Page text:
There exists still another parallel between resilience and utopia: the quest for identity. Adapting and transforming in the face of change whilst keeping one’s identity needs a reference point in the past, namely that very identity in question. An identity we once had that shall be regained now and maintained against all odds brought about by changes in the outside world – carbon and climate crises, the loss of a true city (a prerequisite for urban-based ‘true’ communities), loss of natural biodiversity, and so on.
Etymology might be of help to reveal the very core of such a view. Identity, from the Latin identitas, denotes a perfect match related to things or persons, an identity of the essence; moreover, it stands for the existence of something/somebody individual, unique and distinctive. In psychology, the term (as an idea) is connected with the concept of the Self, it denotes a person’s experienced inner unity. Resilience, a neologism, relates to the Latin resilio, “I jump back“ – namely to a situation that existed before, to a former state of Being, to a state of mind that makes up mySelf. Identity and resilience relate to a past state, an assumed or real original state of reference in the face of distortions. And, as in the case of utopia as an eu-topian movement, that state of reference has to be reached again, by adaptations or transformations of our present state of existence, that state which is existing now where we have lost our identity. Although adaptations and transformations are essentially future-oriented since forward-based movements, they are in need of that reference point in the past, namely, the “identity” we once had and now have lost.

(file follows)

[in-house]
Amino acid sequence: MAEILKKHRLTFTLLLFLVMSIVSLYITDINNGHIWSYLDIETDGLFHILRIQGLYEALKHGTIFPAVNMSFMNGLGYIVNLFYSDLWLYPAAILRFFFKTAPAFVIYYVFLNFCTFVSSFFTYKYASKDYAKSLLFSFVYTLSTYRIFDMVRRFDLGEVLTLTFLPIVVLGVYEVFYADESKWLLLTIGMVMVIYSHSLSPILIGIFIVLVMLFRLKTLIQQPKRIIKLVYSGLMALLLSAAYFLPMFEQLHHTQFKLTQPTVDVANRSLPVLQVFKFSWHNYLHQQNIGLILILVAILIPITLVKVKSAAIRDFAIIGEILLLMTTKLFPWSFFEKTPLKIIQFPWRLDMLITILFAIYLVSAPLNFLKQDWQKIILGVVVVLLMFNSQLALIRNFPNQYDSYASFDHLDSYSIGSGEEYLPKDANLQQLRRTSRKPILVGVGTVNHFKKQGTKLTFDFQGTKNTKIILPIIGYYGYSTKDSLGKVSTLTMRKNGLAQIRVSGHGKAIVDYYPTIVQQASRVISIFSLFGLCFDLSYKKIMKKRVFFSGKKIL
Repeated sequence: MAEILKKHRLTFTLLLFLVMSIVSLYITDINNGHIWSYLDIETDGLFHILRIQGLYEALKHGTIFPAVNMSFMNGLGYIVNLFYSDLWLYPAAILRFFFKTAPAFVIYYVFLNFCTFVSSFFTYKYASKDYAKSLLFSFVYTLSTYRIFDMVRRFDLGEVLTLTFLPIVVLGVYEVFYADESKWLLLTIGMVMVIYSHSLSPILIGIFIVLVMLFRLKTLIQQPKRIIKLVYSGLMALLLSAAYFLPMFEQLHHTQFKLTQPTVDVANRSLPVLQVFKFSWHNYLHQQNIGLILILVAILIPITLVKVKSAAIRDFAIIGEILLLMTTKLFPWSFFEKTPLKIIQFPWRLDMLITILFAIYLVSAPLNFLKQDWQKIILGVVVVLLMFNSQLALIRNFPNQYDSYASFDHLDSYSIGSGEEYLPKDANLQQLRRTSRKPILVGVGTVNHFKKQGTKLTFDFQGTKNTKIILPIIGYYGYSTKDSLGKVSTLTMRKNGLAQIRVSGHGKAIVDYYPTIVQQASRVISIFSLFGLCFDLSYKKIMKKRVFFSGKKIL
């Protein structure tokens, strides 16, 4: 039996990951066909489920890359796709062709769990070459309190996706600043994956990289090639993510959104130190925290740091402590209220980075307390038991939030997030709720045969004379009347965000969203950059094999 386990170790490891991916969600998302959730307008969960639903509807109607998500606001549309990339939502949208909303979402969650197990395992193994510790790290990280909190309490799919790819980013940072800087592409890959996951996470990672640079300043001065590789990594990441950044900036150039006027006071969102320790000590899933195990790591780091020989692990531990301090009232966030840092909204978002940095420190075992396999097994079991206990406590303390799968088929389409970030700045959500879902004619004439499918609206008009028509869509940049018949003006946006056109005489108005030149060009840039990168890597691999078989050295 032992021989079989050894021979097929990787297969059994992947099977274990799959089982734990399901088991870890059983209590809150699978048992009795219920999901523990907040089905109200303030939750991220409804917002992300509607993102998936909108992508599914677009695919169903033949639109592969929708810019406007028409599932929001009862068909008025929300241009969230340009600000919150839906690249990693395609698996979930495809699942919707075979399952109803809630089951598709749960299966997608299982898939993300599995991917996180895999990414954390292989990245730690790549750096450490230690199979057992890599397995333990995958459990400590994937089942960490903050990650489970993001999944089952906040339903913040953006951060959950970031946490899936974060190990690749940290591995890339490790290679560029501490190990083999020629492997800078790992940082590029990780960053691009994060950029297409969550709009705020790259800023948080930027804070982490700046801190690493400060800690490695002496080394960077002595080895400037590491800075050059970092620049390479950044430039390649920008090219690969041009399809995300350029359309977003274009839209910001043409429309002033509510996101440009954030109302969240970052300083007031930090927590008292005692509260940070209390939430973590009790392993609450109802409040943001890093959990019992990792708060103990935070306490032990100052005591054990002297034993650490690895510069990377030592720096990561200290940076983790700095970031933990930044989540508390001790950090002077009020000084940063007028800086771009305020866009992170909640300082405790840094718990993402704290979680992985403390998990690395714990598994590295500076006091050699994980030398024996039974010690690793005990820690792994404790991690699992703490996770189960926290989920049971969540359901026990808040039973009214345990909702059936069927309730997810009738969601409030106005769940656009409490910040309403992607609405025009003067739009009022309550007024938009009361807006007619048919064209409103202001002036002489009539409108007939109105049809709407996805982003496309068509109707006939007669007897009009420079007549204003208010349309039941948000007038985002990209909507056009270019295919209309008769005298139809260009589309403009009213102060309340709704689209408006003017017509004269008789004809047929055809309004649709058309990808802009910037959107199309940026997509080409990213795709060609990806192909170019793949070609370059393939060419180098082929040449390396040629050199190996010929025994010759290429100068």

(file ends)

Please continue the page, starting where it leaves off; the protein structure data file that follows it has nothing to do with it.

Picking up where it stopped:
The only logical alternative would be to refrain from such a reference point, and to acquire new identities, in the course of being “resilient” to changes; but then, the entire concept would lose its meaning. Even if we refrain from notions of resilience related to human identity and adopt a technical, system-oriented perspective by looking at resilient systems (no matter their kind, from man-made organizations and cities to living organisms and ecosystems), then such a system’s organization presents the identity to be maintained/regained in the face of change and disturbance.